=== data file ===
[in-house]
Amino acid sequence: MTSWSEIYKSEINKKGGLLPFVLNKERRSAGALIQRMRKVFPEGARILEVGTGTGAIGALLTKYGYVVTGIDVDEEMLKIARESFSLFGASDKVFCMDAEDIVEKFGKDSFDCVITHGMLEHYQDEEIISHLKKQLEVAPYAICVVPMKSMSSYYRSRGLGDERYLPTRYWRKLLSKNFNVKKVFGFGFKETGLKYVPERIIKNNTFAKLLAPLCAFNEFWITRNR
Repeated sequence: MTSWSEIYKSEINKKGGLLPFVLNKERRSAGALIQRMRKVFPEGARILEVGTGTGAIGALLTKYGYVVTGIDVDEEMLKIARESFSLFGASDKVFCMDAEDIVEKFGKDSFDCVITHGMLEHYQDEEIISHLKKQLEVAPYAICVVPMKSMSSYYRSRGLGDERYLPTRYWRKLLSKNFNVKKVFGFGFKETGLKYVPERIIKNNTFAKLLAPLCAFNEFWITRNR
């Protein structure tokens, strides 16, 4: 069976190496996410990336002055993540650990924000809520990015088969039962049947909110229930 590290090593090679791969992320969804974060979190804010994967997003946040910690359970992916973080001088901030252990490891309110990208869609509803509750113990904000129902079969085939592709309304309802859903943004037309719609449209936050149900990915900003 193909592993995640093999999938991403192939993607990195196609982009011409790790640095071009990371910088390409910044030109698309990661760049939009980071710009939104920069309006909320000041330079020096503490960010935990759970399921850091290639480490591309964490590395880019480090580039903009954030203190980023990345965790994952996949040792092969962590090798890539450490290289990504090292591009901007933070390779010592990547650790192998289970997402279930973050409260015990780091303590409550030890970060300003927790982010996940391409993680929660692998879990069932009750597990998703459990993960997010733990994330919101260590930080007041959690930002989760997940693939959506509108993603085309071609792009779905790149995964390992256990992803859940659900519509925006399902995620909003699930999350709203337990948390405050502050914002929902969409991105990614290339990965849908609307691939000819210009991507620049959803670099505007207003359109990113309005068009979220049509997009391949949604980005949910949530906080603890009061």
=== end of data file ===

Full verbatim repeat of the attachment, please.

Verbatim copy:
[in-house]
Amino acid sequence: MTSWSEIYKSEINKKGGLLPFVLNKERRSAGALIQRMRKVFPEGARILEVGTGTGAIGALLTKYGYVVTGIDVDEEMLKIARESFSLFGASDKVFCMDAEDIVEKFGKDSFDCVITHGMLEHYQDEEIISHLKKQLEVAPYAICVVPMKSMSSYYRSRGLGDERYLPTRYWRKLLSKNFNVKKVFGFGFKETGLKYVPERIIKNNTFAKLLAPLCAFNEFWITRNR
Repeated sequence: MTSWSEIYKSEINKKGGLLPFVLNKERRSAGALIQRMRKVFPEGARILEVGTGTGAIGALLTKYGYVVTGIDVDEEMLKIARESFSLFGASDKVFCMDAEDIVEKFGKDSFDCVITHGMLEHYQDEEIISHLKKQLEVAPYAICVVPMKSMSSYYRSRGLGDERYLPTRYWRKLLSKNFNVKKVFGFGFKETGLKYVPERIIKNNTFAKLLAPLCAFNEFWITRNR
């Protein structure tokens, strides 16, 4: 069976190496996410990336002055993540650990924000809520990015088969039962049947909110229930 590290090593090679791969992320969804974060979190804010994967997003946040910690359970992916973080001088901030252990490891309110990208869609509803509750113990904000129902079969085939592709309304309802859903943004037309719609449209936050149900990915900003 193909592993995640093999999938991403192939993607990195196609982009011409790790640095071009990371910088390409910044030109698309990661760049939009980071710009939104920069309006909320000041330079020096503490960010935990759970399921850091290639480490591309964490590395880019480090580039903009954030203190980023990345965790994952996949040792092969962590090798890539450490290289990504090292591009901007933070390779010592990547650790192998289970997402279930973050409260015990780091303590409550030890970060300003927790982010996940391409993680929660692998879990069932009750597990998703459990993960997010733990994330919101260590930080007041959690930002989760997940693939959506509108993603085309071609792009779905790149995964390992256990992803859940659900519509925006399902995620909003699930999350709203337990948390405050502050914002929902969409991105990614290339990965849908609307691939000819210009991507620049959803670099505007207003359109990113309005068009979220049509997009391949949604980005949910949530906080603890009061």